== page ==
What this means:
Contractors will have to identify the braced wall bands and braced wall panels in areas deemed an earthquake risk. It is our hope to have some information on our website shortly, but in the meantime, this illustrated guide from B.C. touches on all the key points (BC’s building code in this regard is largely identical to NBC 2015.)
Throughout what is essentially Charlotte County, (area shaded yellow in map shown here) all above-ground Insulated Concrete Form structures must have reinforcing designed/approved by an engineer qualified to work in the Province of New Brunswick. Several suppliers already have engineer-approved reinforcing regimes that our office can and will accept. This does not apply to ICF foundation systems.
What this means:
Any above-ground ICF building in either the yellow or red parts of the map will have to be designed by an engineer. Some of the ICF manufacturers can provide engineer-certified reinforcing methods for use.
Apartments and sound
Slightly more rigorous requirements for sound transmission when residential units abut other uses (ie: duplexes, apartments over stores, etc.)
Increased snow loads
Climate data has changed for three reference communities (St. Stephen, St. George, Saint Andrews) in the Charlotte County part of our area, increasing predicted snowloads.What this means: The increase (about 10 pounds per square foot) should be automatically accounted for by truss manufacturers. There is likely very little change for building with rafters in most circumstances, as the defined snow loads required us to round up to the same table as we will use under NBC 2015. Requirements for York County will not change.
Spiral staircases are permitted.
Minimum run of a stair is now 25.5 cm (10 inches). (Was 8.5 under NBC 2010). This means contractors will have to pay close attention when planning stair configurations. Our office may, for some time, require a detailed plan for stairs until builders are familiar with the new requirements.
Handrail height limits relaxed – now 86.5 cm to 107 cm (34-42”)
Handrails must now be continuous through a flight, including through a landing. Can start at a newel post, but cannot be interrupted by one mid-flight.
Landing dimensions simplified: for the most part, must have the same length and depth as the width of the stairs they serve.
The restriction on guards facilitating climbing has been relaxed. This allows for more design options for guards with a height less than 4.2 metres.
Exits subject to being blocked by cars or other obstacles shall have either a sign, or physical barriers (bollards) to ensure suitable clearance and pathways. (Not applicable to residential builds.)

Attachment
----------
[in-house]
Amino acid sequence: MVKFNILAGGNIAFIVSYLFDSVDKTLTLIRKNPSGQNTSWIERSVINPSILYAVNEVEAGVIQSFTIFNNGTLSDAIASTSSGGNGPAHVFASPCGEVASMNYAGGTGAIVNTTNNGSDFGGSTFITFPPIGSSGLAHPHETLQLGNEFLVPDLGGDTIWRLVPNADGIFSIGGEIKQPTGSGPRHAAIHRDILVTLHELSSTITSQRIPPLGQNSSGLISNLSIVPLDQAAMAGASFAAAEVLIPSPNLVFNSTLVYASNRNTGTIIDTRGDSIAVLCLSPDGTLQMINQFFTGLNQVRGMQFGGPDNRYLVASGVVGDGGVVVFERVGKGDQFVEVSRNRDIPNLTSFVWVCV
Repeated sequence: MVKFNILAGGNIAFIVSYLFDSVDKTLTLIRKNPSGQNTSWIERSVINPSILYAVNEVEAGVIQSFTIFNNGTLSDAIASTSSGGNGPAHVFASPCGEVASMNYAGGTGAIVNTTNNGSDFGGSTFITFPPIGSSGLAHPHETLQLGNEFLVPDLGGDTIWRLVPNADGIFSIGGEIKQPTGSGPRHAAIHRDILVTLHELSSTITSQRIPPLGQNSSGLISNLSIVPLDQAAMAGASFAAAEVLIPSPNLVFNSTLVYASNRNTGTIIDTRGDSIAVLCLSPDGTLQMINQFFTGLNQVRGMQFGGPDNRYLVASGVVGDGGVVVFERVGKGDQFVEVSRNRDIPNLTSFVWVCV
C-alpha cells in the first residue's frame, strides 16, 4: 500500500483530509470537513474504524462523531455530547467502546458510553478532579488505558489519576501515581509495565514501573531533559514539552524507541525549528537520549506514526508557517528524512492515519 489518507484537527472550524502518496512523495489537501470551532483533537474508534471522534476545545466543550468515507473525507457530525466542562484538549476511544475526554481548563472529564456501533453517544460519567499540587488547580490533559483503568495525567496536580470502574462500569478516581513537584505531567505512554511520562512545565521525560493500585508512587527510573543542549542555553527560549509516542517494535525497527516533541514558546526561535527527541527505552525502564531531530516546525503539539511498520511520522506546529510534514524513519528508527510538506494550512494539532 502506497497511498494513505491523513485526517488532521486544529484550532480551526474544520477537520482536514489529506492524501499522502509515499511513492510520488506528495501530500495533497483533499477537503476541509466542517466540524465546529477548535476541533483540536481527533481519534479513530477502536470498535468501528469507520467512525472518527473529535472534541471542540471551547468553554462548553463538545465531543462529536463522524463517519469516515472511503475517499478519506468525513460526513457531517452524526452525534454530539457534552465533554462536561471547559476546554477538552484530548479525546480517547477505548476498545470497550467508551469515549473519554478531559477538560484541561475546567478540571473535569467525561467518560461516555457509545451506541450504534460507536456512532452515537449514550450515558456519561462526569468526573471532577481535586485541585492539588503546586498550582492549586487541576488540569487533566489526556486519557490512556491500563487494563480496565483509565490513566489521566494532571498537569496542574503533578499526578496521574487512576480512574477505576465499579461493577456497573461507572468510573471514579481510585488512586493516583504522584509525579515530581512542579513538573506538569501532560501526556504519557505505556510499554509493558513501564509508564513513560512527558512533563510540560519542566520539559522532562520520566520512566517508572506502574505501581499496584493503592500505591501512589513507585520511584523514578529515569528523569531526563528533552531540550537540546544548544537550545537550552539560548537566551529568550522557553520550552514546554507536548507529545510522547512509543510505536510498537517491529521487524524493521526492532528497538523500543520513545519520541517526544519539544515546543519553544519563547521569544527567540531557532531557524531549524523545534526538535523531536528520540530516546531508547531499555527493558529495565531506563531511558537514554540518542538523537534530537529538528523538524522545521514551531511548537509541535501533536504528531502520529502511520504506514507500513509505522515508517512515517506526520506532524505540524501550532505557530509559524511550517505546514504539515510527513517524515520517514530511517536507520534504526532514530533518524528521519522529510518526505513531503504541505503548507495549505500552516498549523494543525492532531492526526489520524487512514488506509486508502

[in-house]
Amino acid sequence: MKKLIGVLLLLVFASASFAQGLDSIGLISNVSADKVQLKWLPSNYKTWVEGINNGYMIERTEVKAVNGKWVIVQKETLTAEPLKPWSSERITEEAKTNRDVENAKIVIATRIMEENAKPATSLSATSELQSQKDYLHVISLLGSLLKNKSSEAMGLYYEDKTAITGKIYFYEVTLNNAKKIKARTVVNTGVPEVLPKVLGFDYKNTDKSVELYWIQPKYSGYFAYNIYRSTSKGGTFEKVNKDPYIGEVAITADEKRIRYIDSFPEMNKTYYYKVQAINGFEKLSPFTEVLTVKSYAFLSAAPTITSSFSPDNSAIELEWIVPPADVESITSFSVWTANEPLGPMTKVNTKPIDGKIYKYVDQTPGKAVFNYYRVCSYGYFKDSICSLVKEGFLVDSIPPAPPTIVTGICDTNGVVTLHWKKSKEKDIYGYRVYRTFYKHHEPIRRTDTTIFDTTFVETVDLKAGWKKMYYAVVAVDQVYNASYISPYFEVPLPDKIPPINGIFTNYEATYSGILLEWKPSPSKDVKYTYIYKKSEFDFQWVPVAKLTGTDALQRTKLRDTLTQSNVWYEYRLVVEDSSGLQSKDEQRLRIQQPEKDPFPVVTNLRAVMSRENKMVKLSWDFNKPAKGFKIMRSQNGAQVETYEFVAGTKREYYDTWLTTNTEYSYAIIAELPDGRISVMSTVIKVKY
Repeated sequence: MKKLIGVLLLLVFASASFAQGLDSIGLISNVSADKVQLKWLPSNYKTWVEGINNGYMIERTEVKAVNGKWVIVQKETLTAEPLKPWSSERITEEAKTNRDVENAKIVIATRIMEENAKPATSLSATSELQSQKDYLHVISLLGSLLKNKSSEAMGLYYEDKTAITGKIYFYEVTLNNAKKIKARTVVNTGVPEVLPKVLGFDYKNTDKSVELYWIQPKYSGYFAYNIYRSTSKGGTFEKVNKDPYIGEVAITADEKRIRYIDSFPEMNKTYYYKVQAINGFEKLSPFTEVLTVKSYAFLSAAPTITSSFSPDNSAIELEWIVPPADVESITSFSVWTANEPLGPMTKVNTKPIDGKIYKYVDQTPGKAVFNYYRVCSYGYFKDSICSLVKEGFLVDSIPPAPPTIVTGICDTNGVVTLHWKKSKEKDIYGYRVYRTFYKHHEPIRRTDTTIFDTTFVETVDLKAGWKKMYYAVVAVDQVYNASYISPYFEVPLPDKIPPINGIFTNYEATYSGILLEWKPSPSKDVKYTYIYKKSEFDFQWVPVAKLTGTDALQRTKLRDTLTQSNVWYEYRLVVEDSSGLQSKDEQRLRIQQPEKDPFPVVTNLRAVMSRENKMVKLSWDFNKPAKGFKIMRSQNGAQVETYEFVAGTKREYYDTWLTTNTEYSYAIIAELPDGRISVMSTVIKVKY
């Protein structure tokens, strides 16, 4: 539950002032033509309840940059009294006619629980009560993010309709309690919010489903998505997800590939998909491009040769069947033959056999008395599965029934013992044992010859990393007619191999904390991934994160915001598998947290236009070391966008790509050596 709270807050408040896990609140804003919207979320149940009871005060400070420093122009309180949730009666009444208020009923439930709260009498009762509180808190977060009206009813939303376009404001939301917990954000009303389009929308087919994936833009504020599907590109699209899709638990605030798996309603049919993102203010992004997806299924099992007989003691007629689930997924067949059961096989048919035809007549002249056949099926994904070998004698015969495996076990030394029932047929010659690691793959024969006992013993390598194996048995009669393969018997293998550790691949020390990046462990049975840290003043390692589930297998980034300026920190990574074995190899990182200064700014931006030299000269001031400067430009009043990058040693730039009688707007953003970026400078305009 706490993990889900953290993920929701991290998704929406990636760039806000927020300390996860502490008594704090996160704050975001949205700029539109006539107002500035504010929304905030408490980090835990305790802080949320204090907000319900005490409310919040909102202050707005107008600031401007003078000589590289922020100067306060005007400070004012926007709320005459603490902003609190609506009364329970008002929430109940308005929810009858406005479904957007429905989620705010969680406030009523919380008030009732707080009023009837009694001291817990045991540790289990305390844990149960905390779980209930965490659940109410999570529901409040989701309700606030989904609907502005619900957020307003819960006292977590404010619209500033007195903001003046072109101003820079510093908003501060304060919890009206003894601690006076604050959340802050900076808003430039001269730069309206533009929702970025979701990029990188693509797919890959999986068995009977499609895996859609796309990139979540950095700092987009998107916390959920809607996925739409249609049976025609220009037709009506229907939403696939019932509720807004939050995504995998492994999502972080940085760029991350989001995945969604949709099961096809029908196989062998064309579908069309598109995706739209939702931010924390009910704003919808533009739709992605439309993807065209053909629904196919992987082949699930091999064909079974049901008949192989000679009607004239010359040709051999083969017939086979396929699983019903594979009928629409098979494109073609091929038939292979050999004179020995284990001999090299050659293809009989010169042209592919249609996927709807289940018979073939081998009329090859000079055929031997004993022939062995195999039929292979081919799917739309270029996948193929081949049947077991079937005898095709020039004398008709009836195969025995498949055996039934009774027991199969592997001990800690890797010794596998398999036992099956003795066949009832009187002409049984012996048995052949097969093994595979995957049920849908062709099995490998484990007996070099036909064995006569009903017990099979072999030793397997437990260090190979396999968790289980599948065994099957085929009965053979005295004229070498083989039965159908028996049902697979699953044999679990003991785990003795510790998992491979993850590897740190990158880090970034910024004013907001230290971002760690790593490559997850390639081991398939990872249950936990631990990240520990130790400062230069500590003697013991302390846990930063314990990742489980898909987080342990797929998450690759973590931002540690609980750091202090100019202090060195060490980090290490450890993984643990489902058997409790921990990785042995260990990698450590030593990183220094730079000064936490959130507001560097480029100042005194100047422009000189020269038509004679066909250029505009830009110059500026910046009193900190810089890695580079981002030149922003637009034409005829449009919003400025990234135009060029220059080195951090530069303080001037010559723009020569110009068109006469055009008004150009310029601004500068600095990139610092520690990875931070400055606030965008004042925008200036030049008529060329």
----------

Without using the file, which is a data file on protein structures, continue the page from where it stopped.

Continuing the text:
Expanded list of materials accepted for protecting foamed plastic insulation.
Changes to Part 3
As most part 3 buildings (buildings > 600m2 in area, schools, restaurants, care homes, buildings >3 storeys, etc.) require a professional designer to provide code-compliant plans, the following is only a point-form summary of some of the changes to Part 3 in NBC 2015:
4-6 storey wood-frame C and D occupancies (residential, office) now allowed
Spiral staircases allowed
Expanded list of acceptable coverings of foamed plastic insulation
Allowance of foamed plastic insulation in certain kinds of non-combustible buildings, esp. when used in coolers
Relaxed requirement for fire stops on some kinds of penetrations of fire separations (electrical outlets in particular.)
Modifications to rules for fire-dampers in ducts
Tweaks to rules for hold-open devices on doors
Modifications to handrail requirements for seats in aisles (theatres, rinks)
Requirement of minimum distances between exit stairs added
Introduced increased requirements for front door exits to dance halls, establishments serving alcohol
Handrails must be continuously graspable through a flight of stairs
Introduced rules for use of electromagnetic door locks
New section introduced to regulate self-storage buildings
Also; in conjunction with the changes to NBC, the province introduced modifications to the barrier-free regulation that guides construction to ensure access to persons with mobility or visual challenges.
Further, the province has adopted the National Energy Code, which would provide more prescriptive requirements for energy-efficiency in Part 3 buildings.